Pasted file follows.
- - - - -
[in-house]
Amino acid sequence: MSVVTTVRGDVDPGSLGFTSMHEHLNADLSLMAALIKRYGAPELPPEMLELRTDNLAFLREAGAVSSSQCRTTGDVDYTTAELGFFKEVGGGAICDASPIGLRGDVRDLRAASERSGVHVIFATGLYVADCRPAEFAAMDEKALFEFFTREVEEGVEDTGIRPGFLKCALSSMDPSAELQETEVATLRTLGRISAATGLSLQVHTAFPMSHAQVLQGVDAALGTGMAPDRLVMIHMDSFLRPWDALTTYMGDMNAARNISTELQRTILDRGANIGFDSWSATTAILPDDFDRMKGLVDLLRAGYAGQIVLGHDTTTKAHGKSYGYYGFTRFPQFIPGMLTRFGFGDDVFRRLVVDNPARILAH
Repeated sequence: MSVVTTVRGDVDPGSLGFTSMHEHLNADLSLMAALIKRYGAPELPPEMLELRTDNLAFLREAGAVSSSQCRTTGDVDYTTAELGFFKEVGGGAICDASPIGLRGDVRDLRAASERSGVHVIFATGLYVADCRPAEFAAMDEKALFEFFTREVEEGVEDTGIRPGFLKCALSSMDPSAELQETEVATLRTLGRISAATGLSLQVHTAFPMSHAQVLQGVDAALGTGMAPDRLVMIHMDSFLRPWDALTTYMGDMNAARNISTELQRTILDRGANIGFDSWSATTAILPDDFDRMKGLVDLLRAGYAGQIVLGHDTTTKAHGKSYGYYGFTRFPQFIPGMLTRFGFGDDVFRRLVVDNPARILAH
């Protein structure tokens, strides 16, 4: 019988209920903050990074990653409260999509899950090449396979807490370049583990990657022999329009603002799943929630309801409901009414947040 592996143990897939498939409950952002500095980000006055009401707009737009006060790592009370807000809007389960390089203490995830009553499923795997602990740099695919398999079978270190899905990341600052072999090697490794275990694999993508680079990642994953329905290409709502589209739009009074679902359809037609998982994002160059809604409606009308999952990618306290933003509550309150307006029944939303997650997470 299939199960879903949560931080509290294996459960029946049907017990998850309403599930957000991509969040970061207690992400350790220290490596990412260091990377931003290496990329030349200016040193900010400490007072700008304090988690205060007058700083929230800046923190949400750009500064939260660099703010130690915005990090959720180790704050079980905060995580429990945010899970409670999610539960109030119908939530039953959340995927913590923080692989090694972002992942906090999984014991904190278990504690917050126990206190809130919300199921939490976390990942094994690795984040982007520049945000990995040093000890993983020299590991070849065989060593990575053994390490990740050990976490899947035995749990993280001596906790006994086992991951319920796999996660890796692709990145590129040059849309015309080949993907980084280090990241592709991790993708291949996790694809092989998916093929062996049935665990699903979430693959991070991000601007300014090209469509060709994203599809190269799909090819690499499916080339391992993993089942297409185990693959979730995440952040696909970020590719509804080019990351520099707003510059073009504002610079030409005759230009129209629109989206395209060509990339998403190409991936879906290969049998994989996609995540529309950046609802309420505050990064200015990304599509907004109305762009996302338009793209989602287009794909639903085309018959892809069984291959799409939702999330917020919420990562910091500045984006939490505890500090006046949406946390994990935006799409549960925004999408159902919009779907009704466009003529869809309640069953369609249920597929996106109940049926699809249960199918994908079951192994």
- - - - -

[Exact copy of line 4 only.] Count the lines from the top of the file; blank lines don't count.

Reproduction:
């Protein structure tokens, strides 16, 4: 019988209920903050990074990653409260999509899950090449396979807490370049583990990657022999329009603002799943929630309801409901009414947040 592996143990897939498939409950952002500095980000006055009401707009737009006060790592009370807000809007389960390089203490995830009553499923795997602990740099695919398999079978270190899905990341600052072999090697490794275990694999993508680079990642994953329905290409709502589209739009009074679902359809037609998982994002160059809604409606009308999952990618306290933003509550309150307006029944939303997650997470 299939199960879903949560931080509290294996459960029946049907017990998850309403599930957000991509969040970061207690992400350790220290490596990412260091990377931003290496990329030349200016040193900010400490007072700008304090988690205060007058700083929230800046923190949400750009500064939260660099703010130690915005990090959720180790704050079980905060995580429990945010899970409670999610539960109030119908939530039953959340995927913590923080692989090694972002992942906090999984014991904190278990504690917050126990206190809130919300199921939490976390990942094994690795984040982007520049945000990995040093000890993983020299590991070849065989060593990575053994390490990740050990976490899947035995749990993280001596906790006994086992991951319920796999996660890796692709990145590129040059849309015309080949993907980084280090990241592709991790993708291949996790694809092989998916093929062996049935665990699903979430693959991070991000601007300014090209469509060709994203599809190269799909090819690499499916080339391992993993089942297409185990693959979730995440952040696909970020590719509804080019990351520099707003510059073009504002610079030409005759230009129209629109989206395209060509990339998403190409991936879906290969049998994989996609995540529309950046609802309420505050990064200015990304599509907004109305762009996302338009793209989602287009794909639903085309018959892809069984291959799409939702999330917020919420990562910091500045984006939490505890500090006046949406946390994990935006799409549960925004999408159902919009779907009704466009003529869809309640069953369609249920597929996106109940049926699809249960199918994908079951192994």